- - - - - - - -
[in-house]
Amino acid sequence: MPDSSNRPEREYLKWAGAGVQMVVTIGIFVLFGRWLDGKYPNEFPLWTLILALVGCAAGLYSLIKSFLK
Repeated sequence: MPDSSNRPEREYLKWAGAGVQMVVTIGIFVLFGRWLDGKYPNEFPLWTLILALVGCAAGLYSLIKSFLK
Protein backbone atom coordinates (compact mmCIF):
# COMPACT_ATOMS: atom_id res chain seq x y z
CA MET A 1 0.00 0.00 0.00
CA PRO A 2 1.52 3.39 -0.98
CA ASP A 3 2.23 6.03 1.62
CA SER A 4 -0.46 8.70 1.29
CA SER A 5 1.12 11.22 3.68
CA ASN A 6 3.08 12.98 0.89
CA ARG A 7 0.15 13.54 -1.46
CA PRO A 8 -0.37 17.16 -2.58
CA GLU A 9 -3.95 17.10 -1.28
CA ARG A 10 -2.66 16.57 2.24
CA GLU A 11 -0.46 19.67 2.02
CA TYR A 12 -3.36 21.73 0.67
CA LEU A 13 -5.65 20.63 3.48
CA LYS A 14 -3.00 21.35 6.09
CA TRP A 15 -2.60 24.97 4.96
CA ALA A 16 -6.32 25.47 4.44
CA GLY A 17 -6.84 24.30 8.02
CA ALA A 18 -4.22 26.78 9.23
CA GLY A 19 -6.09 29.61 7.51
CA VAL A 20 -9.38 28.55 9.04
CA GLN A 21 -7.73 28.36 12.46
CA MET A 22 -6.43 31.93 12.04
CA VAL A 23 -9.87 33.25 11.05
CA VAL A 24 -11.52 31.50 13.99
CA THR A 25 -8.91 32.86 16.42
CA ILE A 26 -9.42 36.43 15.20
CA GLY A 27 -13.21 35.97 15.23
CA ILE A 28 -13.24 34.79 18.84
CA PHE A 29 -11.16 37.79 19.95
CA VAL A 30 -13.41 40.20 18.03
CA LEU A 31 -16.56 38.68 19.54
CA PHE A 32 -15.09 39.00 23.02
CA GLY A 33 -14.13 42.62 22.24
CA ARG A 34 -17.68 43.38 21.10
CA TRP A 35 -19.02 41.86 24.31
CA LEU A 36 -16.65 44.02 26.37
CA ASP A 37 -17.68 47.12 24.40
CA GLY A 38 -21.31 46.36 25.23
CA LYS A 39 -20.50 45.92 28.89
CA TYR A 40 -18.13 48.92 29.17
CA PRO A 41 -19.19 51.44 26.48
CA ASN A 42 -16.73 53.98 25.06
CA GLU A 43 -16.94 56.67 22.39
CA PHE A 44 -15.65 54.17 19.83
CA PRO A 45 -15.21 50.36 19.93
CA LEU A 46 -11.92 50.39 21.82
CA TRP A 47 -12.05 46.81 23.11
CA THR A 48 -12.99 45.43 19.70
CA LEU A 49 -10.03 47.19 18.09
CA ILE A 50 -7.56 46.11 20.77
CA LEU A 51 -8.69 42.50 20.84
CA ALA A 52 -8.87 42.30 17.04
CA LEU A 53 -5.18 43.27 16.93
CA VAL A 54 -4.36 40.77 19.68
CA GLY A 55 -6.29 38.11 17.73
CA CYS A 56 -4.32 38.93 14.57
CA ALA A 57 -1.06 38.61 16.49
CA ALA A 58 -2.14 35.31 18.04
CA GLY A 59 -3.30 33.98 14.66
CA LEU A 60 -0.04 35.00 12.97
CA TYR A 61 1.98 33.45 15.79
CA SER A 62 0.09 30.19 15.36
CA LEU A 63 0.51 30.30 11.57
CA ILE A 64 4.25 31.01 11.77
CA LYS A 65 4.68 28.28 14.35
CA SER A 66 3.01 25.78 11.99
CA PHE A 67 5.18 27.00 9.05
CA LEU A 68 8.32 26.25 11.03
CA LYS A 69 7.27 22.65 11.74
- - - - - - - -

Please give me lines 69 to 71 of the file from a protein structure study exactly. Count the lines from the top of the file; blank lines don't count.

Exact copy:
CA ILE A 64 4.25 31.01 11.77
CA LYS A 65 4.68 28.28 14.35
CA SER A 66 3.01 25.78 11.99